Of course he was called on to minister his trade,
he found employment as a traveling print expert for hire.
He helped others workflow, helped them buy and upgrade,
it was not long before he set the print world on fire.

With every customer he rescued, every crisis he corrected,
his reputation as a miracle worker grew larger each day.
When he talked of solutions, his word was respected,
when he left, customers were all squared away.

Of course he had a least favorite, all the great ones do,
that one client who just never takes good advice.
The ones that try to force a new printer to run through
the workflow in place before they bought the device.

They subset their fonts, checked critical color under office lights,
never configured custom media in their trays.
Every minor issue becomes a crisis that over excites,
and every decision means countless meetings and delays.

Then one day he was called on to assist the Client from Hell,
the absolute worst, she was bad, she was the Ultimate Customer
She was the villain of almost every horror story techs tell,
even the hungriest of salespeople cut and run from her.

Until the Kid walked through her door, into printing Nightmare;
disorganized floor, humidity at max, an inefficient and repetitive workflow.
There was archaic machinery with only haphazard  repair,
stacks of unlabelled media, piled in rickety tableaux.

She took an hour to explain she had a problem she could not understand,
another hour before he understood it was one of registration.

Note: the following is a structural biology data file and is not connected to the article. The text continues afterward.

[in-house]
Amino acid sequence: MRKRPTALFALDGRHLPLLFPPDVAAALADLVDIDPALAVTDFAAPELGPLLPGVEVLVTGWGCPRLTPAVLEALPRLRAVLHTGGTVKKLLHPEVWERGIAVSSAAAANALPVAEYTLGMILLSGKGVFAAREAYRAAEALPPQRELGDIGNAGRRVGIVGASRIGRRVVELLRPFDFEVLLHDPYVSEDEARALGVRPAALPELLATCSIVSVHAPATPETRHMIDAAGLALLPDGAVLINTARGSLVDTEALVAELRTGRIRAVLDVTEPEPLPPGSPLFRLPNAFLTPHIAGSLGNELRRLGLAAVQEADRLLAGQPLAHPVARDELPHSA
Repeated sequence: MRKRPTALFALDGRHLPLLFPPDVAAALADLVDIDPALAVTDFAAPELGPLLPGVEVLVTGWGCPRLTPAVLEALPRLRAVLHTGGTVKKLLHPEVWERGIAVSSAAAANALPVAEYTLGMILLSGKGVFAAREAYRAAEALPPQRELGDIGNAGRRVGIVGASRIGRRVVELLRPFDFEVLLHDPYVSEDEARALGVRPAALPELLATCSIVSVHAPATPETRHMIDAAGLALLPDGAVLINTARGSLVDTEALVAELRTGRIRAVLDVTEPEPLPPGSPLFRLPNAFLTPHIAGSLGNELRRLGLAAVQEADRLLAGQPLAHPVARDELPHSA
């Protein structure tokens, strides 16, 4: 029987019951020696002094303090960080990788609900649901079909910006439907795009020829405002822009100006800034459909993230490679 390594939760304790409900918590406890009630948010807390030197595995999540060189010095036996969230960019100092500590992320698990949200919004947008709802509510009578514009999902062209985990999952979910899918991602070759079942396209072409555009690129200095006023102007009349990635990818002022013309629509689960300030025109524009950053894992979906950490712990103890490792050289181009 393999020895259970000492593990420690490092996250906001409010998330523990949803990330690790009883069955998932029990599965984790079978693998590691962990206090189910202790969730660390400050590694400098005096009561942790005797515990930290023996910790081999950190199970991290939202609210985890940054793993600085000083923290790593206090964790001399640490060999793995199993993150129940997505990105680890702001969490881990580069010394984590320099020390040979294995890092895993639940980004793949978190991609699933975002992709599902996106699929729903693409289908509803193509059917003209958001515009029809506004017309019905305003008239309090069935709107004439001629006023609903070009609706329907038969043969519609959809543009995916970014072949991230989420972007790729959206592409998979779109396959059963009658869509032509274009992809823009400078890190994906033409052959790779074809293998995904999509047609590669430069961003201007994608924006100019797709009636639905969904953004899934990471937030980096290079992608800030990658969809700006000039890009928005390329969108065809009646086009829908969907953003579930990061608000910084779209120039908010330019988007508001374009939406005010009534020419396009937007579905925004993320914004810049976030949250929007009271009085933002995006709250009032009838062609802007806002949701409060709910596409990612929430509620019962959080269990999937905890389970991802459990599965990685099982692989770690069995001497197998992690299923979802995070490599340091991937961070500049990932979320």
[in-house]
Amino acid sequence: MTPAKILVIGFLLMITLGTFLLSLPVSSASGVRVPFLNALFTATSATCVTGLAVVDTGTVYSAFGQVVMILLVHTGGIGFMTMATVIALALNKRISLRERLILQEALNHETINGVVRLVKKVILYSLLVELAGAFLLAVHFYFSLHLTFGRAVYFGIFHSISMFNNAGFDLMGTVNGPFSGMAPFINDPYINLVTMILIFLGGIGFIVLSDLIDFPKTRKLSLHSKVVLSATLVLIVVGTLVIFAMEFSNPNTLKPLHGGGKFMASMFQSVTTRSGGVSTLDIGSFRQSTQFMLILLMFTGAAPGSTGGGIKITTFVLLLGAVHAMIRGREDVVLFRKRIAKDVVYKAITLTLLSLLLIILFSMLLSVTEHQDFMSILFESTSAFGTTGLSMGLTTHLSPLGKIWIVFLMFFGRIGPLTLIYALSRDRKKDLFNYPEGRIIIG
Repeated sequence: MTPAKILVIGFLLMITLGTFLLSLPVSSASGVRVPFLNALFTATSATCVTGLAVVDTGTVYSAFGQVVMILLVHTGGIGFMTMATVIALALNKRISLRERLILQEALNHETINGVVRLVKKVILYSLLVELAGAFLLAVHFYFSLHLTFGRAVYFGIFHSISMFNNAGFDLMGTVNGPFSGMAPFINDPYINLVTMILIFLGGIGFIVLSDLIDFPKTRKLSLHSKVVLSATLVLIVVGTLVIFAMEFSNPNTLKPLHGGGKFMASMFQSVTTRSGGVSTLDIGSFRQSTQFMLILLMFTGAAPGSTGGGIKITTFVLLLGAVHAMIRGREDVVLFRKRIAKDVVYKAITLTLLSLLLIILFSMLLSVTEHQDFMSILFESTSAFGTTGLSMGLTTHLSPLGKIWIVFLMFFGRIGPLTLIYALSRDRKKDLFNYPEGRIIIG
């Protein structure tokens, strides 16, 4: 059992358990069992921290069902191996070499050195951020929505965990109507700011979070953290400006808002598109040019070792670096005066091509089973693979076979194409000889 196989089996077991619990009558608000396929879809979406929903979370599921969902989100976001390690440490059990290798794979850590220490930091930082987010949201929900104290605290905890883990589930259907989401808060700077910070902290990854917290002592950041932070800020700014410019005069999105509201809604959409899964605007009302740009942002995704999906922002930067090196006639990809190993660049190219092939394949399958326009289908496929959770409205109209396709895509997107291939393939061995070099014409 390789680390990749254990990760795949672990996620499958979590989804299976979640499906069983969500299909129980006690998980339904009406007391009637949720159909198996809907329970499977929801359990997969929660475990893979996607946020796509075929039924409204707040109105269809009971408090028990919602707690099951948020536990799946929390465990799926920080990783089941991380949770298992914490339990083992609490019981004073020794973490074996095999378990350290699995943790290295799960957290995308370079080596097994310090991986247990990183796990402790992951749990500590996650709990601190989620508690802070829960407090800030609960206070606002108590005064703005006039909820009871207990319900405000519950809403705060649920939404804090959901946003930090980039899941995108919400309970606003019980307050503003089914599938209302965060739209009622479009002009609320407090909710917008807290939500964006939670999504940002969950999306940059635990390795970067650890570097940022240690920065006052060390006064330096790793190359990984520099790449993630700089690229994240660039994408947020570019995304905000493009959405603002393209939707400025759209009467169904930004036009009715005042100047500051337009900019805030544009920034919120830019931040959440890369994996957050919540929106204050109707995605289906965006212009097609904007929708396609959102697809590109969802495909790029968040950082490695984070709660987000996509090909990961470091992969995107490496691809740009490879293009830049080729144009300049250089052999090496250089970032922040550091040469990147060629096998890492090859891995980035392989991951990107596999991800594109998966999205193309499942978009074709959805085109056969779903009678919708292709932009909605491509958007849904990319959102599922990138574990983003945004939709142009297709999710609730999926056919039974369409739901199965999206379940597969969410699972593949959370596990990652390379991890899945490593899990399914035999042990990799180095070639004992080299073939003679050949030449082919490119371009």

Once he let her wind down, he quickly took the problem in hand,
and as usual, it turned out to be in the configuration.

But he knew that if he did not do something, he would be back here again
applying bandages where transplants were sorely needed.
Costly delays and additional reprints made her madder than a wet hen,
but previous advice usually went ignored and unheeded.

“I’m sorry to say, you are doomed from the start, your PDF files are DOA.
Your ADF needs TCRU’s, your AQL is low,  your DPI is totally wrong.
Your ICC profiles are beyond repair, registration drifts more every day,
at the rate you are going you'll be dead in a month, so start learning funeral songs.”

He put the fear of print failure into her that summer afternoon,
horrified her with descriptions of failure in complex jargon.
He spoke of commitments blown, how leasing payments balloon,
and then he threw destitution and bankruptcy into the bargain.